… a collection of clergy and lay leaders, LGBT activists, and concerned individuals, working together to help the Protestant community become more welcoming to gays and lesbians.
Using community organizing and social marketing strategies, we support individuals and churches in their efforts toward LGBT inclusion. A partnership of the country’s leading LGBT advocacy groups, both religious and secular, Believe Out Loud seeks to accelerate the existing Christian movement toward LGBT inclusion and significantly increase the number of local churches and denominations that are fully-inclusive of LGBT individuals, both in practice and policy. In doing so, we seek to create a widespread Christian movement for LGBT equality in the church and in broader society.
Central to the effort is a YouTube video that demonstrates what a clear and simple thing a word of welcome can be to an LGBT family desirous of church. (I note with some sadness that The Episcopal Church’s Hymnal 1982 seems to be used as some sort of pew-block device turning away this family. [Watch at 0:37.])
Other than the whole Hymnal thing, it seems sort of helpful. To me, anyway. So why would the web site for Sojourners say no to it? Believe Out Loud campaigners submitted the ad to Sojourners, then got a note back.
“I’m afraid we’ll have to decline. Sojourners position is to avoid taking sides on this issue. In that care [sic], the decision to accept advertising may give the appearance of taking sides.”
Intersections International’s Founding Director, Rev. Robert Chase, rang them up to clarify. Surely there had been some sort of misunderstanding?
I called the folks at Sojourners and asked what the problem was, what the “sides” in question might be. The first response was that Sojourners has not taken a stance on gay marriage (the ad is not about gay marriage); or on ordination of homosexuals (the ad is about welcome, not ordination); that the decision, made by “the folks in executive” (why such a high level decision?) was made quickly because of the Mother’s Day deadline. The rationale kept shifting. The reasoning made no sense.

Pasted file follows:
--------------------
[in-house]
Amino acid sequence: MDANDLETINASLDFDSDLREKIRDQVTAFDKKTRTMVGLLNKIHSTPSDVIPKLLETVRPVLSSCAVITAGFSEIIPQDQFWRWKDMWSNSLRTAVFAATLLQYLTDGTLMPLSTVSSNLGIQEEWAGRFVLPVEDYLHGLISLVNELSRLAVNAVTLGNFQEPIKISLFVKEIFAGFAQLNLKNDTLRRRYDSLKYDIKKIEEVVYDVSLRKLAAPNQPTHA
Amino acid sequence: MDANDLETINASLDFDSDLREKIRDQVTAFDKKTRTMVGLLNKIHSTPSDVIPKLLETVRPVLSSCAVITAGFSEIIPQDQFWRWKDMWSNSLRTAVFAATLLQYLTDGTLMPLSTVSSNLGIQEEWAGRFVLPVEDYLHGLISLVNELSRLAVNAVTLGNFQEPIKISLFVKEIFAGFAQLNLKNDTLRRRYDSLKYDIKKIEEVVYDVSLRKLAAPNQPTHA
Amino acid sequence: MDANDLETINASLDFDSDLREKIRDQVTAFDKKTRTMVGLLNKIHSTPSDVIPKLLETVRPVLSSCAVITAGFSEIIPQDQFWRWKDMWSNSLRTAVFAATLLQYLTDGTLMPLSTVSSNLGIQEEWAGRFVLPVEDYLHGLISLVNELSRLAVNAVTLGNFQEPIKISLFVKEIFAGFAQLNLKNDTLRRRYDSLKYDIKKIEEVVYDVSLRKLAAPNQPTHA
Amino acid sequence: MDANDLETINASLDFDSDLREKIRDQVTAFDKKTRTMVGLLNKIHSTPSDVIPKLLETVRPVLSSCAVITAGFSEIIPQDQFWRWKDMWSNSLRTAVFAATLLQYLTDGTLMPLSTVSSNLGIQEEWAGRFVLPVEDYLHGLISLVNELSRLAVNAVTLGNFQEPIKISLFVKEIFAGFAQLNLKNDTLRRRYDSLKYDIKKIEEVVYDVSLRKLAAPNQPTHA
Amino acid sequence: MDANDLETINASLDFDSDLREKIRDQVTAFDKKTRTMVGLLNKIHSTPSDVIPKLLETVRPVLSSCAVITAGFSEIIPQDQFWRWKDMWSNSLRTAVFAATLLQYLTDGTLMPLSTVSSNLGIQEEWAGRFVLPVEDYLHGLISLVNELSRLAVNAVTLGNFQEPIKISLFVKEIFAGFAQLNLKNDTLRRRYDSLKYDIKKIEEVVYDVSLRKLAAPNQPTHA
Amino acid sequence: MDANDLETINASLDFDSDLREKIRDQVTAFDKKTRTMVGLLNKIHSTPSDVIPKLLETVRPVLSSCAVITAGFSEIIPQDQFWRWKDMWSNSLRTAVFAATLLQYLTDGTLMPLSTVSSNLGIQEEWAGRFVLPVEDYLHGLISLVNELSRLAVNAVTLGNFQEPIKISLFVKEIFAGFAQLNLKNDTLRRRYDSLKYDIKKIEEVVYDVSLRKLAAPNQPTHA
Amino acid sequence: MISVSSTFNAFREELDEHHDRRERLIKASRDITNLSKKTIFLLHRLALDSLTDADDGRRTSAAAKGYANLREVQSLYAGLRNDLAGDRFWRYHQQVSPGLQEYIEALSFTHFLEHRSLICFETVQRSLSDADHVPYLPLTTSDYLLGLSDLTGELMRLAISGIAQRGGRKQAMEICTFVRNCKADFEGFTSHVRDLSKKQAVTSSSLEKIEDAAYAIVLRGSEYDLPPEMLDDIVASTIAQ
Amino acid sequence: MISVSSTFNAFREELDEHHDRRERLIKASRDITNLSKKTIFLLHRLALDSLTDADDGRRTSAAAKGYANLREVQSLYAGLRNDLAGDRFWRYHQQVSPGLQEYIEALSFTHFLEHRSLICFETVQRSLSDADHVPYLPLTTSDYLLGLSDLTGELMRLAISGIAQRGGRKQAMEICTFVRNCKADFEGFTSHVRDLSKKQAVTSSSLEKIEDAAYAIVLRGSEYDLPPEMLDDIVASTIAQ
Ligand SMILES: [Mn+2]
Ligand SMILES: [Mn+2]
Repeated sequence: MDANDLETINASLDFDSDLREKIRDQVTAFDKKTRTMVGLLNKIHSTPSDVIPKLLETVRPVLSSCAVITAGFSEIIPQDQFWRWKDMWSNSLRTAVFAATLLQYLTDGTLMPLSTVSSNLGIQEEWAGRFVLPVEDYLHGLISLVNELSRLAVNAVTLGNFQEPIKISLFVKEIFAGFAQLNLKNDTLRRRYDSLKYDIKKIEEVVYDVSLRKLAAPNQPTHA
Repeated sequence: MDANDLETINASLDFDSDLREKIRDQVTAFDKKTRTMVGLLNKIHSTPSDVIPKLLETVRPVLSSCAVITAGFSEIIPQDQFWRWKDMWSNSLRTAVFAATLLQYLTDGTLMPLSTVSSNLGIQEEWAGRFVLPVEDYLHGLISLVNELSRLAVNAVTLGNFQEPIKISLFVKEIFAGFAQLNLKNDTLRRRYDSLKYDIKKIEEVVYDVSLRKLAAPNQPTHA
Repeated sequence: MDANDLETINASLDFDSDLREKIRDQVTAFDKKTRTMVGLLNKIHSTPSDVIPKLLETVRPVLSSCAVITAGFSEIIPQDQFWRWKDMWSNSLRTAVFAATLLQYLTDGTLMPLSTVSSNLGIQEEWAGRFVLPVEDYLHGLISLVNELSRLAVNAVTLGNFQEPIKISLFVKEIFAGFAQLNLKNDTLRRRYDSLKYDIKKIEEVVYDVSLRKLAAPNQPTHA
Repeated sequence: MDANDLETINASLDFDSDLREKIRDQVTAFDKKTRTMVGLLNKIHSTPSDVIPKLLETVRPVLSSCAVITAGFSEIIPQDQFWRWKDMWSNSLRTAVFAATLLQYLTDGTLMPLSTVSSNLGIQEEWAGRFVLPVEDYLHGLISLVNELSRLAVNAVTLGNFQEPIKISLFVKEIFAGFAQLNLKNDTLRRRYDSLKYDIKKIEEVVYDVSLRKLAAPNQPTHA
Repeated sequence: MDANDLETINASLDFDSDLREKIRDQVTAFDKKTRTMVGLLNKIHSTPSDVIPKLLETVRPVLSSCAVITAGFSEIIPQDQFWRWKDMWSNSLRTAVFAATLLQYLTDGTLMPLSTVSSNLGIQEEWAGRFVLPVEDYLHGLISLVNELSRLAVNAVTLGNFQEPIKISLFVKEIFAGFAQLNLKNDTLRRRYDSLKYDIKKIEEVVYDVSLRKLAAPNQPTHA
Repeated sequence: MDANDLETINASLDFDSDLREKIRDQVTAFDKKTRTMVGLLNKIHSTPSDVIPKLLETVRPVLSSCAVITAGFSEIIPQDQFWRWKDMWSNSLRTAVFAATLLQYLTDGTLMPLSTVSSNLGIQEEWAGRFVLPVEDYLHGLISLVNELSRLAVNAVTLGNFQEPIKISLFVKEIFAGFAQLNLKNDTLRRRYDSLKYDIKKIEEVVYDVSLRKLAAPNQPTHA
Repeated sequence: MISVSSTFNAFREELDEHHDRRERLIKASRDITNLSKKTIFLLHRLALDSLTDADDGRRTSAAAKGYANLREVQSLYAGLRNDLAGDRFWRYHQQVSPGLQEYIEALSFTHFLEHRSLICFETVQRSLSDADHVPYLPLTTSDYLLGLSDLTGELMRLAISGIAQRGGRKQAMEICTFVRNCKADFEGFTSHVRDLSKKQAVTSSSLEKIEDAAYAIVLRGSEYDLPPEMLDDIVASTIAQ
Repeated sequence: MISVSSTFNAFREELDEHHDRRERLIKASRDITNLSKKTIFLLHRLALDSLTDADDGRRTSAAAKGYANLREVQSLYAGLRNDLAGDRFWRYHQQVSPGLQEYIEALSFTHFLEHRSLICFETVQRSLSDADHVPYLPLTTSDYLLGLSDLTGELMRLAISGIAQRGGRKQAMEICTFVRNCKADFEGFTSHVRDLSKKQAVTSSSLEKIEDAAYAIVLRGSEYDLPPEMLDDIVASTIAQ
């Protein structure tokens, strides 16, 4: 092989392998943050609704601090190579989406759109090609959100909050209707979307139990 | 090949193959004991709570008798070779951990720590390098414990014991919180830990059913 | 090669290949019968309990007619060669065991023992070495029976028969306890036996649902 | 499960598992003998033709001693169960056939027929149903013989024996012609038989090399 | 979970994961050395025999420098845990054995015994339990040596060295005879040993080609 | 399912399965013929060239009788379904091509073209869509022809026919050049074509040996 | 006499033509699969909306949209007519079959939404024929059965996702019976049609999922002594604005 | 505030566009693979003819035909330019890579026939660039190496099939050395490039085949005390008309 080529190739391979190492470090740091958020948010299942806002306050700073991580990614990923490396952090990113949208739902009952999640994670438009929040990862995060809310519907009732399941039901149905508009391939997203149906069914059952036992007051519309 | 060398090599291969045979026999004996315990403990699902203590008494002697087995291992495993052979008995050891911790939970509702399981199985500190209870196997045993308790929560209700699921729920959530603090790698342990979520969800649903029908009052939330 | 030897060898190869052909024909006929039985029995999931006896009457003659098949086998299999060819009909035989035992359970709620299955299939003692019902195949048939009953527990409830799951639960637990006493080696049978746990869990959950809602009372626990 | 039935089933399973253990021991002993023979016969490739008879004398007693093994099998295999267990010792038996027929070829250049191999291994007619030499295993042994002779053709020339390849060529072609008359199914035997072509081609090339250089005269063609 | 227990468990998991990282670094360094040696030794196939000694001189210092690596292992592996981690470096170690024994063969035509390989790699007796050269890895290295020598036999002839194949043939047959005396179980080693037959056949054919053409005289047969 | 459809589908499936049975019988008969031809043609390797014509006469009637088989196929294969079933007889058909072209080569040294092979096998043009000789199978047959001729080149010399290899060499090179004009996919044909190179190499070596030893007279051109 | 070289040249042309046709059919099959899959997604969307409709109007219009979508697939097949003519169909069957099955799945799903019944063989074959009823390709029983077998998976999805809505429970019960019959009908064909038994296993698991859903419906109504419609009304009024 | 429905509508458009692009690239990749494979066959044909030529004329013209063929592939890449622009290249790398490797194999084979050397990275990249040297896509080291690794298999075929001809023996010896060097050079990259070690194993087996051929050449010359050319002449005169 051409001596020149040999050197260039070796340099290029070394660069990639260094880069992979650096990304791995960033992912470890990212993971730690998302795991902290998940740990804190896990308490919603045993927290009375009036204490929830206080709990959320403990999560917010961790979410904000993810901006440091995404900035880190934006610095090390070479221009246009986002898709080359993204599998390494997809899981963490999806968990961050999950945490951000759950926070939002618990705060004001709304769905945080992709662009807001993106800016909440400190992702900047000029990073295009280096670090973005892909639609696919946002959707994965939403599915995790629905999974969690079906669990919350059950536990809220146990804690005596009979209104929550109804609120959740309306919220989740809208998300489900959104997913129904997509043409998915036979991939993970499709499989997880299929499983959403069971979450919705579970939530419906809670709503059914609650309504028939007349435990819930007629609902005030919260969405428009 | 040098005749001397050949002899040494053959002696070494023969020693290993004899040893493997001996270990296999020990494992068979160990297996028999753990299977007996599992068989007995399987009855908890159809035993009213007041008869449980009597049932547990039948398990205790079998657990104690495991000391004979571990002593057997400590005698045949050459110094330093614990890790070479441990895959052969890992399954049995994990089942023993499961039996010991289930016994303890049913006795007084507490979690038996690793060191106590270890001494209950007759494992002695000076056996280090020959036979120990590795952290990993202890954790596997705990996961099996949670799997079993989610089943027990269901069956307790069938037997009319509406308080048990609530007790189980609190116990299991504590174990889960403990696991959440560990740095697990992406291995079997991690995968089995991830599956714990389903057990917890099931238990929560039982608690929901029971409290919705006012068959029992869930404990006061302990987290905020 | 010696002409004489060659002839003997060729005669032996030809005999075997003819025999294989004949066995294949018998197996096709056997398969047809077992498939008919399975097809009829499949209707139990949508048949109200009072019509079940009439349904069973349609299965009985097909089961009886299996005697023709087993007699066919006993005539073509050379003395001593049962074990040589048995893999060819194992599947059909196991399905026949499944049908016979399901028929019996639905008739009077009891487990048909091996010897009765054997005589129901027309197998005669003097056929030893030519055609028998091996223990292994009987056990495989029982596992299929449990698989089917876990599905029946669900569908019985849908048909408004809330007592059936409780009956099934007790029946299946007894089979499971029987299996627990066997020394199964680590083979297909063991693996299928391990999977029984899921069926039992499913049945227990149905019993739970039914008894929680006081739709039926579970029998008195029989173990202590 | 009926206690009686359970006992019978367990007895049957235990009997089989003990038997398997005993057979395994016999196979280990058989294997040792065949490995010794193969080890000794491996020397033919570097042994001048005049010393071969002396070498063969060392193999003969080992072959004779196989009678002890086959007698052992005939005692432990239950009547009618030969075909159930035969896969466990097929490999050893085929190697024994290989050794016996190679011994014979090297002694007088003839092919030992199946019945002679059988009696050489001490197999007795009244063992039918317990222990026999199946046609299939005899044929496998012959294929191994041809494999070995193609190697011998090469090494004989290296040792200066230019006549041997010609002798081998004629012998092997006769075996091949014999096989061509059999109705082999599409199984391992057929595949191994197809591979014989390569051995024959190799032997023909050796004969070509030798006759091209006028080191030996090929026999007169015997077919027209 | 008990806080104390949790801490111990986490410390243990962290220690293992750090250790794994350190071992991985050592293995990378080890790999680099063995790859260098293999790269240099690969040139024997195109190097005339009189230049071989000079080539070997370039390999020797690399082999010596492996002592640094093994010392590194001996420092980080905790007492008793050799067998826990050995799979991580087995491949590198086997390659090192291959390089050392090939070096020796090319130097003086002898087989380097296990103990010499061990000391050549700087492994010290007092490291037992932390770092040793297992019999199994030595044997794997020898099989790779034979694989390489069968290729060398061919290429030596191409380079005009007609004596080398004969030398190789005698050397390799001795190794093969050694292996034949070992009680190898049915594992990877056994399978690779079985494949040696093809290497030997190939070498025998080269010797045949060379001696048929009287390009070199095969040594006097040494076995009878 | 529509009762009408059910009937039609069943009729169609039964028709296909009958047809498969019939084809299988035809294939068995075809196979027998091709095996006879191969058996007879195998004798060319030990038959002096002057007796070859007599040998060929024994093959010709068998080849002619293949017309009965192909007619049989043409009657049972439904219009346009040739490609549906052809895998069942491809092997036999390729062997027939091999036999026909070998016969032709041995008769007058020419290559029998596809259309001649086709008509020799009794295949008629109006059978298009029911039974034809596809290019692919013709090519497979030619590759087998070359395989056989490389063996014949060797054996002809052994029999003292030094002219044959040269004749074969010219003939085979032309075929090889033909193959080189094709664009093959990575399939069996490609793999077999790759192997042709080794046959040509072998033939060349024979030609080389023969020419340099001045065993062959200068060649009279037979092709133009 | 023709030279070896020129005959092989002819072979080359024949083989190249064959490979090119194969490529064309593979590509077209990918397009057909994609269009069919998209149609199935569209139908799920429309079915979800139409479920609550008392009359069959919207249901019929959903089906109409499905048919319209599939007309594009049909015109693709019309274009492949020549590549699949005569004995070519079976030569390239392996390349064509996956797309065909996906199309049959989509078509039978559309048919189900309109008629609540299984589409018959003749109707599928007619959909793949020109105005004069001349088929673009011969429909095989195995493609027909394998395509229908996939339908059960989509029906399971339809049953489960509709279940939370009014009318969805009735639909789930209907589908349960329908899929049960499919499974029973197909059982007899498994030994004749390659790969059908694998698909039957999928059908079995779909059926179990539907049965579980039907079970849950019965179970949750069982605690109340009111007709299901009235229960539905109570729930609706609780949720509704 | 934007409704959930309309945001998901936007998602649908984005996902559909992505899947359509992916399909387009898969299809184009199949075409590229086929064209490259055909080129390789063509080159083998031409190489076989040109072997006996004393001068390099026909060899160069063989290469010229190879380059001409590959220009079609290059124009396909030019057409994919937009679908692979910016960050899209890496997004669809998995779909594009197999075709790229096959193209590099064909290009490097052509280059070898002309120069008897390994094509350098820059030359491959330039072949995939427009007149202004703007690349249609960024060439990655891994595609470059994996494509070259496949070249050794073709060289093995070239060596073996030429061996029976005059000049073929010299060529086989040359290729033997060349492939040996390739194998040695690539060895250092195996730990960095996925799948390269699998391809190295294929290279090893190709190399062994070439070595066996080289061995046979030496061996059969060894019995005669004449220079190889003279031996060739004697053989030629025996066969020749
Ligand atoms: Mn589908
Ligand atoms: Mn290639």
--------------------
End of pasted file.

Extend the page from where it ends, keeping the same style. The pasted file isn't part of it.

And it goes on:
Perhaps Sojourners’ reputation as a hub for Christian justice-seekers is unwarranted? It seems a fair question at this point.
Does the organization not really believe in welcome for “everyone” in our churches or do they believe everyone is welcome, but they are afraid to “believe out loud” for fear of alienating some constituents? On one level, it doesn’t really matter. Their dilemma, apparently, is a ringing testimony for both the urgency and the necessity of this campaign since the issues they confronted are similar to those that face congregational leaders in addressing this concern within their settings.
Perhaps Sojourners is less a bellwether than it fancies itself – or at any rate so fears potential backlash that it won’t even take an ad buy of this nature?
“The appearance of taking sides,” or the fear of alienating certain readers and advertisers? By taking a pass, is Sojourners – whose paid web ads seem sufficiently set apart from editorial content to avoid such confusion – effectively taking sides anyway?
Sojourners is largely synonymous with the Rev. Jim Wallis, the evangelical Christian writer and political activist best known as the founder and editor of the magazine running under the same name. We can only assume at this point that none of the media entities associated with the Sojourners brand wanted to “maximize visibility” for this particular cause.
Sojourners may have chosen not to participate, but you can. Watch the video, and share the welcome.